Jeff Chan and Adrew Rhymer, Tag-Team Directors of Plus One Image

Jeff Chan and Adrew Rhymer, Tag-Team Directors of Plus One

By Lorry Kikta | June 25, 2019

First-time feature directors Jeff Chan and Andrew Rhymer did a bang up job with Plus One, a film that visits all the horrors of wedding season, starring Maya Erskine (Pen15) and Jack Quaid (who you may know from being Meg Ryan and Dennis Quaid’s son but also Hunger Games or Rampage). It also stars Ed Begley Jr., Finn Whitrock and many other wonderful and hilarious actors. I chatted with the directing duo to see what it was like to put together their first big movie, and all that comes along with it. 

First of all, the movie is just…it’s hilarious. I loved it. I wanted to know how autobiographical the film is.
Jeff Chan: This is quite autobiographical. Andrew and I, neither of us are married, but we’re in very different places in our relationship lives. Andrew has been with the same person for about 14 years now, but they are not married, and I am sort of the chronically single one. So, together we have sort of a combined our thoughts and feelings and anxieties and philosophies on love to create this movie. And I think I’m a little bit closer to Ben in terms of, of the problems that are holding him back. You know, a guy, they’d be seen too many romantic comedies and has a tendency to flame out of a relationship. Rhymer does not have that problem.

Andrew Rhymer: I think it’s Jeff’s autobiography. It’s biographical in spirit. I think it’s so much of what we’re seeing around us and what we see in our group of friends and the people we know and just what we’ve been feeling for several years and the anxiety about a phase of life and the kind of feeling of looking around no matter what stage you’re at and being like, “Wait a minute, is everyone like suddenly hitting some next level and getting engaged and was I supposed to get on that train at some point?” Then also there’s a part of it that was sort of oddly predictive. We started writing this movie and then started getting invited to so many weddings. Mostly we went to several of our friends’ weddings together but also went separately. And so it sort of became this parade, and as we were working on this movie, we’d come back and be like, “Dude, you will not believe what happened at this wedding.”

“…is everyone like suddenly hitting some next level and getting engaged and was I supposed to get on that train at some point?”

Yeah, I figured, because a lot of this stuff just seems like it could have happened. So I was pretty sure that there was something in there that had some basis in truth. I’m wondering, how did you guys initially meet?
Chan: We have a funny little meet-cute story ourselves. Andrew and I grew up on opposite sides of the country. I grew up in New Jersey, and he grew up in Los Angeles. And, I had a friend, TJ, who right before senior year of high school moved across the country to Andrew’s town and became friends with Andrew. He would call me and tell me, “Oh, you got to come out and visit and meet my new friends.” And I was like, “Alright, sure.” So I flew out a spring break of my senior year of high school and met Rhymer, and he was this super cool guy in my head. Super Cool. LA Dude, he like reminded me of like a Laguna Beach character. I was like this Jersey nerd. After the trip, I went back to New Jersey and told my other friend Matt about TJ’s new friends. I was like, “Oh yeah, I got these new friends, you’ve got this Guy Rhymer, and he was like a cool filmmaker guy.” Anyway, flash forward six months later, Matt and I both found out, we got into NYU, and we got roommate assignments, and  Matt called me, and he said, you won’t believe who my roommate is. And he’s like, “That guy, Andrew Rhymer.” So I went to visit Matt at his dorm, and there’s Rhymer, you know, sitting on the floor of his dorm room, unpacking DVDs out of the box. Then I’m like, “Hey, good to see you again.” Very quickly, we sort of formed a little film crew and started making things together. And from there, it snowballed and, and our little group grew and grew, and you know, flash forward 12 years later, we’re all still making stuff together and collaborating together.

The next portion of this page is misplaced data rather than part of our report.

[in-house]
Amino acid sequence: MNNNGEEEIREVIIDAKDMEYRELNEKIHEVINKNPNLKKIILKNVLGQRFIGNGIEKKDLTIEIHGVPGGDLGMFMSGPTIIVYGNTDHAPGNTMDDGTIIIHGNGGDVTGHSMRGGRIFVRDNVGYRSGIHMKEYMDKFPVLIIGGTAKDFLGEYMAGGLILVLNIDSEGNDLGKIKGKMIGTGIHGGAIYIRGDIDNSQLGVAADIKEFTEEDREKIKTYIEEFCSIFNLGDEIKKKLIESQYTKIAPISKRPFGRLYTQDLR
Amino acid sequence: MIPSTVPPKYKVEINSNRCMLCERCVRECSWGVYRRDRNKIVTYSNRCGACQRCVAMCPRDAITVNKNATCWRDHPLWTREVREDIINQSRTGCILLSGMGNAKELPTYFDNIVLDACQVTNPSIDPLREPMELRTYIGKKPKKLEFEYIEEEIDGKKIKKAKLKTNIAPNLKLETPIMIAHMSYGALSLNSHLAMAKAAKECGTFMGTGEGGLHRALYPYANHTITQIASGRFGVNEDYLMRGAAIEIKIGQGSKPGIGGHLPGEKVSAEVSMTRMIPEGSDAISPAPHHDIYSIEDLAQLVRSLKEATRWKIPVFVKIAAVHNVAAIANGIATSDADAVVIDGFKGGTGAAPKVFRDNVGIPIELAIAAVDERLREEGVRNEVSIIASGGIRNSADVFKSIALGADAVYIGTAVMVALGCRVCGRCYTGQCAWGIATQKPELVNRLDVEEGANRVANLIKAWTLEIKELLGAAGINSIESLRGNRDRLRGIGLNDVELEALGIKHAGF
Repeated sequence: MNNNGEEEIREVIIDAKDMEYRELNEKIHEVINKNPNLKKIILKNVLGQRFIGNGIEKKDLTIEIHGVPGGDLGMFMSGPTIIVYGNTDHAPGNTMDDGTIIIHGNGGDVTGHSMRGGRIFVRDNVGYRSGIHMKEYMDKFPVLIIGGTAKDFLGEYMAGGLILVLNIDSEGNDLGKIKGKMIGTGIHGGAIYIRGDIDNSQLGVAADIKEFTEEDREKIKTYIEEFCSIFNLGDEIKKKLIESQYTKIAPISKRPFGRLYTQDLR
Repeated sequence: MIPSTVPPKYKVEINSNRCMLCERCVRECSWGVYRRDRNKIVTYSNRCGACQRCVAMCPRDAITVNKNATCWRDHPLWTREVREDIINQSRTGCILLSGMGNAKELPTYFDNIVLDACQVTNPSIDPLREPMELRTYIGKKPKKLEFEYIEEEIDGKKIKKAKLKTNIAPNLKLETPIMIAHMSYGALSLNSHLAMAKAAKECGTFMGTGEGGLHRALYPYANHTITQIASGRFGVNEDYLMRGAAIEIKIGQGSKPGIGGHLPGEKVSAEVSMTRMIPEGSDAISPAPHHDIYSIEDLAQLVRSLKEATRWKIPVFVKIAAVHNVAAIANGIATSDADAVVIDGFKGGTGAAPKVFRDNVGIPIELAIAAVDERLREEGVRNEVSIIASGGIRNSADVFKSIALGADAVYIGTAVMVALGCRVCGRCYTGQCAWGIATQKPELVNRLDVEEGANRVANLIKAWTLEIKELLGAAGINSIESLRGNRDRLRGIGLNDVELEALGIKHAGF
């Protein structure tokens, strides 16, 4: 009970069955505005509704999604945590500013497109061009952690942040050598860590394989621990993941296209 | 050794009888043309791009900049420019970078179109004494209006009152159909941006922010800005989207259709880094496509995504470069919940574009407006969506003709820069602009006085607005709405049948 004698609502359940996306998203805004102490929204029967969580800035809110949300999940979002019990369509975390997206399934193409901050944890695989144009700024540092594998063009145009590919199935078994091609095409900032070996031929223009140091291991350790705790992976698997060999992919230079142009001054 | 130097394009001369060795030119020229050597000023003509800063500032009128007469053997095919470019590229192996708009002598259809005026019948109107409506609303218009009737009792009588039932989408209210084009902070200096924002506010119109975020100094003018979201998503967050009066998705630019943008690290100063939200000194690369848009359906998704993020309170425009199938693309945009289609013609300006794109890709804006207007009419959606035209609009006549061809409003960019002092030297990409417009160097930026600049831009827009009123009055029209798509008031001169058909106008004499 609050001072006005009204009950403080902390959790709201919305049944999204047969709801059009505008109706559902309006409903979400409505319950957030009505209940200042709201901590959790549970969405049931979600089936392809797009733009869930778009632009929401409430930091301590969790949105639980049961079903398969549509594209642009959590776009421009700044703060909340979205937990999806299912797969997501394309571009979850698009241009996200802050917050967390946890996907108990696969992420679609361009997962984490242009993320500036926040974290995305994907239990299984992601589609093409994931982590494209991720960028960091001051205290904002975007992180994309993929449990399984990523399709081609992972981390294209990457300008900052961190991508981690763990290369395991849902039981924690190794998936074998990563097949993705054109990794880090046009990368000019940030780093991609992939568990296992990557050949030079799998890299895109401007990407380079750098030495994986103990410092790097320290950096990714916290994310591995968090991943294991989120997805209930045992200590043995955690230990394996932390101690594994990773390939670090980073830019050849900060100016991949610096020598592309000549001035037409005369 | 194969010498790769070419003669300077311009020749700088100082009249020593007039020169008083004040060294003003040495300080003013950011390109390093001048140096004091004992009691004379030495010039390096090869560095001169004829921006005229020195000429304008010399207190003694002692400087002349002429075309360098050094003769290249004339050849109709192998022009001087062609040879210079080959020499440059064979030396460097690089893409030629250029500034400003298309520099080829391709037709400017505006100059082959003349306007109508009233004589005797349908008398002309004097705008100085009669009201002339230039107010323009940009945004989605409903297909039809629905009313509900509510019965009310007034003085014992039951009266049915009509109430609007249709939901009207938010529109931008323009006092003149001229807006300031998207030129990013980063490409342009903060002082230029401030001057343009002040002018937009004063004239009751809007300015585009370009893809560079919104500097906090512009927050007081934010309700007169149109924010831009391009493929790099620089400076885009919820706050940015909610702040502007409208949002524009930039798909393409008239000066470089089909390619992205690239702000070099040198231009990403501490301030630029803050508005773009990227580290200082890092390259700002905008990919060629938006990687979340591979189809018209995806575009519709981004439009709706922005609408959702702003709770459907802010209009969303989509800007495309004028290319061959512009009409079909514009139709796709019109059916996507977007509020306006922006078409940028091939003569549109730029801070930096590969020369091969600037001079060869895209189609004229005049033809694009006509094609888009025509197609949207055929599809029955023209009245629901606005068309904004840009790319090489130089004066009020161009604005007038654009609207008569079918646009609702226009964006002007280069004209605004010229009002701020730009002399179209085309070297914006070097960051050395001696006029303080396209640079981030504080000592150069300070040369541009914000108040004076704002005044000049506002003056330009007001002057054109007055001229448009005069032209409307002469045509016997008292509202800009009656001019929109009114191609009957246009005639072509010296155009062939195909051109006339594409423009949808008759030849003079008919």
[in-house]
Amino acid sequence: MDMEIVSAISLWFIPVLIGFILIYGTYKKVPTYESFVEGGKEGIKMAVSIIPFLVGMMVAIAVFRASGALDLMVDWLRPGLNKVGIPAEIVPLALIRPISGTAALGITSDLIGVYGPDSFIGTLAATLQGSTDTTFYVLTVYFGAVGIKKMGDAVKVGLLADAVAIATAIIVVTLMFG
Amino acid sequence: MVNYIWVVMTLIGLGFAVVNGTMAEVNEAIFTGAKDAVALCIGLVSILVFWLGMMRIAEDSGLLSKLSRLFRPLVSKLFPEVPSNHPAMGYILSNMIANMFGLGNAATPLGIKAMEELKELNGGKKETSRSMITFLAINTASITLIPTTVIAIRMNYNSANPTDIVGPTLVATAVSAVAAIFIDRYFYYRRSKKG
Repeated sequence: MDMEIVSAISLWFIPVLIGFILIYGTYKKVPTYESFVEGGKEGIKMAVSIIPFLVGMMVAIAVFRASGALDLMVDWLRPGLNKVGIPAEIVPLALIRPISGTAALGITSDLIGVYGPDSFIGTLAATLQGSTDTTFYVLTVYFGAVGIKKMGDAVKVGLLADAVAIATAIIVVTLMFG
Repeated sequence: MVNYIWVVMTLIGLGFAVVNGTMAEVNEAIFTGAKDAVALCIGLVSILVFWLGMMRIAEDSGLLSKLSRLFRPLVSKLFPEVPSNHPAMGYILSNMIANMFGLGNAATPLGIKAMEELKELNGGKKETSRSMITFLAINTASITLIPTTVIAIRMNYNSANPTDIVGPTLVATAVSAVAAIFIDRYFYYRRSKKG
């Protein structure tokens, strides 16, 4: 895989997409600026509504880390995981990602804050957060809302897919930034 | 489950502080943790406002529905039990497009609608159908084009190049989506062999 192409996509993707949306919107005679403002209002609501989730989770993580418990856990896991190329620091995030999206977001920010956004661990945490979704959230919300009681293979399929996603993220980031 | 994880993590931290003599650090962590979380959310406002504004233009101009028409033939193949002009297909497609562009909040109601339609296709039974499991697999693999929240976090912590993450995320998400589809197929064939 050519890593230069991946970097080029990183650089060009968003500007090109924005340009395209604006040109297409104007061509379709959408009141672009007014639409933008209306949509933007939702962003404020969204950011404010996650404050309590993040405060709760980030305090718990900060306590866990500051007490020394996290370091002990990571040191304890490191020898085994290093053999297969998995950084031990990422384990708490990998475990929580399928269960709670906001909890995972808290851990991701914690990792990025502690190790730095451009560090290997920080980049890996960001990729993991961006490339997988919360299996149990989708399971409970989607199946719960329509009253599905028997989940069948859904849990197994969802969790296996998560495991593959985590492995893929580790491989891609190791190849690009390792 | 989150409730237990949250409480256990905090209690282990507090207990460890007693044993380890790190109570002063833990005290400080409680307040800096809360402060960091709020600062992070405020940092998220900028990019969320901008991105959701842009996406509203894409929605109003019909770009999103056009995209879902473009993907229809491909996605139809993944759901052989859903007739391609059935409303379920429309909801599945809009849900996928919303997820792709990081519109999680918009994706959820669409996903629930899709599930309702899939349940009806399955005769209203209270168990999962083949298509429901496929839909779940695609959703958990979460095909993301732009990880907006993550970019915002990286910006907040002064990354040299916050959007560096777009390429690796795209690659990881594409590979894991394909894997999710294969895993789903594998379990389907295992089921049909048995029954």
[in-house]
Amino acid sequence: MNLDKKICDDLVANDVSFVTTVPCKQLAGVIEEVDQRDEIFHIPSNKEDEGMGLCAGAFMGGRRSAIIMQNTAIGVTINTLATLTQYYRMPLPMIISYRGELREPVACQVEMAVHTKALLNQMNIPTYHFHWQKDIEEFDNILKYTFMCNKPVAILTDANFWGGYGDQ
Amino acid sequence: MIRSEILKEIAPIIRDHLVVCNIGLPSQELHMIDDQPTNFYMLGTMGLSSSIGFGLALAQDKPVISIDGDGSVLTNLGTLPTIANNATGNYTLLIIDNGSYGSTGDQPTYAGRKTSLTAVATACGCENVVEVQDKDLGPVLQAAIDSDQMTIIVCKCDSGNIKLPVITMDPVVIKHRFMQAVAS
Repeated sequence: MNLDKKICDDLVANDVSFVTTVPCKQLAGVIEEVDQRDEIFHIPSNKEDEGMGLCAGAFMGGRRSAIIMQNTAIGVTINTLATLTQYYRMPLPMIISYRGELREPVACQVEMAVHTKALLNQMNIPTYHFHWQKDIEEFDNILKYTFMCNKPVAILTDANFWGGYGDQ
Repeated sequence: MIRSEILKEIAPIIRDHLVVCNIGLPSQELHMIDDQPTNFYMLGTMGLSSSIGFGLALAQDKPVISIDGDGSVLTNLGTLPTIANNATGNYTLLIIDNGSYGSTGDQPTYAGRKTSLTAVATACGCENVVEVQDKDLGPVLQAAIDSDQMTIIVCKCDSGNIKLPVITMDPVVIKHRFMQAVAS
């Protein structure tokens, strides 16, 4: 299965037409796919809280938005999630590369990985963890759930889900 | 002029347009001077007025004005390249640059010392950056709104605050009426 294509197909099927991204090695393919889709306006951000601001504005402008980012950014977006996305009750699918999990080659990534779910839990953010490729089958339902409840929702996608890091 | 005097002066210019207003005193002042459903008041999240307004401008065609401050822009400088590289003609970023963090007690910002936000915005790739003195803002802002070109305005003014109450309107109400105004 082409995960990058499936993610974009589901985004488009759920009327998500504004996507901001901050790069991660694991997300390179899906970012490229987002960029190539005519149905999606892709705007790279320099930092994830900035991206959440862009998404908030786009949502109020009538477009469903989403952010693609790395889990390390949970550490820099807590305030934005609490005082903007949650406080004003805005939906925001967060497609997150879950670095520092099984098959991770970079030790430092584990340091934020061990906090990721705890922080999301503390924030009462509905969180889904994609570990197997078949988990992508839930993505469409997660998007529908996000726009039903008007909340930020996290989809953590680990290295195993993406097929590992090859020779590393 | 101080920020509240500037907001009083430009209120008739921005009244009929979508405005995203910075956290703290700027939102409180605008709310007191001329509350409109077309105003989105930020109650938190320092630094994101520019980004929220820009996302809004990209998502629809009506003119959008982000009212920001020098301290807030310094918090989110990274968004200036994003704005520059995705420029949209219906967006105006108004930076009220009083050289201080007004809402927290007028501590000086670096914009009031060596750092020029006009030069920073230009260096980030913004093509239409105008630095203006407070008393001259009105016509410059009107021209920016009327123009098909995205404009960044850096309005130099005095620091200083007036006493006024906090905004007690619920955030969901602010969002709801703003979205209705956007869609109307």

Well, that’s awesome. I think personally, that when you’re working with your friends,  most of the time, it’s easier than working with people that you don’t know and you can kind of are more comfortable to express yourself and stuff like that.
Rhymer: Yeah, it’s the best. Absolutely. And that was, that was a huge lesson that was nicely reinforced. I mean, just the people that we’d made short films with or Jeff’s freshman roommate was our editor, and you know, some people we knew since sophomore year were various crew members and producers. The production designer is someone we’ve been making short films with for years. And you know, it was just sort of really great. Maya Erskine’s like my little sister I have to deal with all the time. And it’s a great working relationship with everybody when you can just be friends. 

Maya Erskine is hilarious by the way. I’m going to ask about her in a little bit. Since I’ve never talked to two directors who worked on the same project before; I want to know why you guys decided to both direct? Then the second part of that question is how does that work on set? Like who does more of what, etc.
Rhymer:  Jeff and I started working together in film school, and we worked on something together and separately. And with this one, I think part of the “why” was this is our first movie. And that was a daunting process involving everything from trying to navigate the development maze of Hollywood and find financing and all those kinds of things. I feel like a sort of simple why in our heads was just  we were trying to call every possible resource and every possible contact that we all had amongst the two of us and also all of our friends and everyone we knew and anyone we could get on board this ship to try to get this thing to become a reality.

To speak to how Jeff and I are incredibly different people. We’ve known each other for a really long time. We have a very different sort of brains and skill sets. I think sometimes the operating thoughts of co-directors or, or creative partners is, is the kind of like the brother molds, which I’ve never experienced with the sort of like having the same brain kind of thing. And we’re both, uh, you know, very much bring different sensibilities to things. Jeff’s a very astute observationist. He likes to say that he looks at the world through a microscope and I looked at it through a telescope. He is very specific and wonderfully maniacally detail oriented. Like he will not move on from a scene until every single detail is perfect.